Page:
Strategic risk imperative and understanding of macro and megatrends: Sustainability is an emerging strategic risk for business, and an imperative for business survival. Audit has a role to call it out in a broader perspective, from changes in industry, consumer behavior; to much broader global public policy and agenda shift. To do this effectively, an audit master needs to collaborate with subject matter experts (both internal and external) to keep abreast of emerging trends.  

High level support: While connecting the external dots to specific sustainability opportunities or risks that a business is facing, the internal auditor is then able to conduct a progressive and productive discussion with the C-suite and audit committee, hence, lobbying for support. To effectively roll out the sustainability audit initiative in the organization, endorsement of senior leadership is absolutely critical. 

Collaborative and using external help: A sustainability audit takes a snapshot of the current state, in terms of policies, procedures and practices in sustainability. To make the audit meaningful, the current state will be referenced against industry best practices, and the audit identifies risks/opportunities across a wide range of sustainability categories. To execute the audit effectively, requires internal audit to leverage and work with different functions, notably supply chain, which encompasses most of the goods or services movement. Given that the skillset may not reside within the internal audit function, leveraging on external consulting company is common.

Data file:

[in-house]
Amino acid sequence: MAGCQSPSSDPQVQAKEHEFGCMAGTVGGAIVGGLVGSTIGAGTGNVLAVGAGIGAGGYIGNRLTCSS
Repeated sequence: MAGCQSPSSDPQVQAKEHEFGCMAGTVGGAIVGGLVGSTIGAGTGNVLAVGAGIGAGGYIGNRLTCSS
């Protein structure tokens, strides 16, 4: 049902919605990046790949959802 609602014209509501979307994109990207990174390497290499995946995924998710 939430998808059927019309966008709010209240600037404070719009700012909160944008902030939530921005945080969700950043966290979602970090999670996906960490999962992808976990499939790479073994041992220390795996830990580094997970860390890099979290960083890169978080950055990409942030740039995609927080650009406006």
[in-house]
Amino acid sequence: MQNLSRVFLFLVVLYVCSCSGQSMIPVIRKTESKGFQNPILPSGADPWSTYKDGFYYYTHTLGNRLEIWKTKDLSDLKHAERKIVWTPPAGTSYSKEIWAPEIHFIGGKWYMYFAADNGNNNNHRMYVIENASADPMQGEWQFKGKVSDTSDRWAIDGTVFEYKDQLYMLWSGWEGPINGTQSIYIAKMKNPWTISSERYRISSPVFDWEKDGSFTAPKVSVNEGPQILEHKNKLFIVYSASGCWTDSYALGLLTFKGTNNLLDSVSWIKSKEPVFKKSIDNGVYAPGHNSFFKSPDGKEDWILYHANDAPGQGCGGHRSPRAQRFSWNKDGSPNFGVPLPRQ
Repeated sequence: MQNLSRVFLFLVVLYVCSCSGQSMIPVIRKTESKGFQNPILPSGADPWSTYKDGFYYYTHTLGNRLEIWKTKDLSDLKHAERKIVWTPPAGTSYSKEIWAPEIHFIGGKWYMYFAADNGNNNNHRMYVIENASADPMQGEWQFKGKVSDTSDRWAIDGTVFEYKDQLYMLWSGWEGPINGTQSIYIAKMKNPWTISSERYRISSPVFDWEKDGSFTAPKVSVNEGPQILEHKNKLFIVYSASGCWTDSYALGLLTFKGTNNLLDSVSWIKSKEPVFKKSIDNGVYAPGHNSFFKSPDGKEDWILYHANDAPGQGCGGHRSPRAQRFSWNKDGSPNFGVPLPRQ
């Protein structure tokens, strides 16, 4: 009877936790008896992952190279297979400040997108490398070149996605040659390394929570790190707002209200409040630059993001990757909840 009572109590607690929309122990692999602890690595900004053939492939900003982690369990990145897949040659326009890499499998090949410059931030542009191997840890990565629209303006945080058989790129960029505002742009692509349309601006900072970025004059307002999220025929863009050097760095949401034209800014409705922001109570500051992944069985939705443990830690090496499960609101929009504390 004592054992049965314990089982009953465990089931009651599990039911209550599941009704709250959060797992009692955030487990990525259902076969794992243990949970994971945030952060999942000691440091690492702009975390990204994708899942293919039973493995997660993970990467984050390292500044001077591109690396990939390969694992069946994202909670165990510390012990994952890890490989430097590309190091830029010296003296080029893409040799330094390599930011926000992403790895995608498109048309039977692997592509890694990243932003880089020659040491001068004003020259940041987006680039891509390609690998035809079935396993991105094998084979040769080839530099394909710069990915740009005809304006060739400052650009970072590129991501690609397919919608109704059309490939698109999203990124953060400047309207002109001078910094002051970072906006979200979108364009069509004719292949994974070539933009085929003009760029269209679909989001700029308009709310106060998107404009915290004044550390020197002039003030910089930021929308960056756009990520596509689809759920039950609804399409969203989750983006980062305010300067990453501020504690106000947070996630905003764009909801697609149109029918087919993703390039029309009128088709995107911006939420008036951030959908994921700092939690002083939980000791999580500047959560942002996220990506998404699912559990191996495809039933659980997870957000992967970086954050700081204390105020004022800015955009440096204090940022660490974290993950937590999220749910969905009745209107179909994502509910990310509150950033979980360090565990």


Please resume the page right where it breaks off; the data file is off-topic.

Communicate and impact change proactively: To effectively communicate the findings and impact, internal audit is required to put on hat of the business stakeholder and here strong business partnering skills will be helpful. What will make the business stakeholders buy in to your recommendations?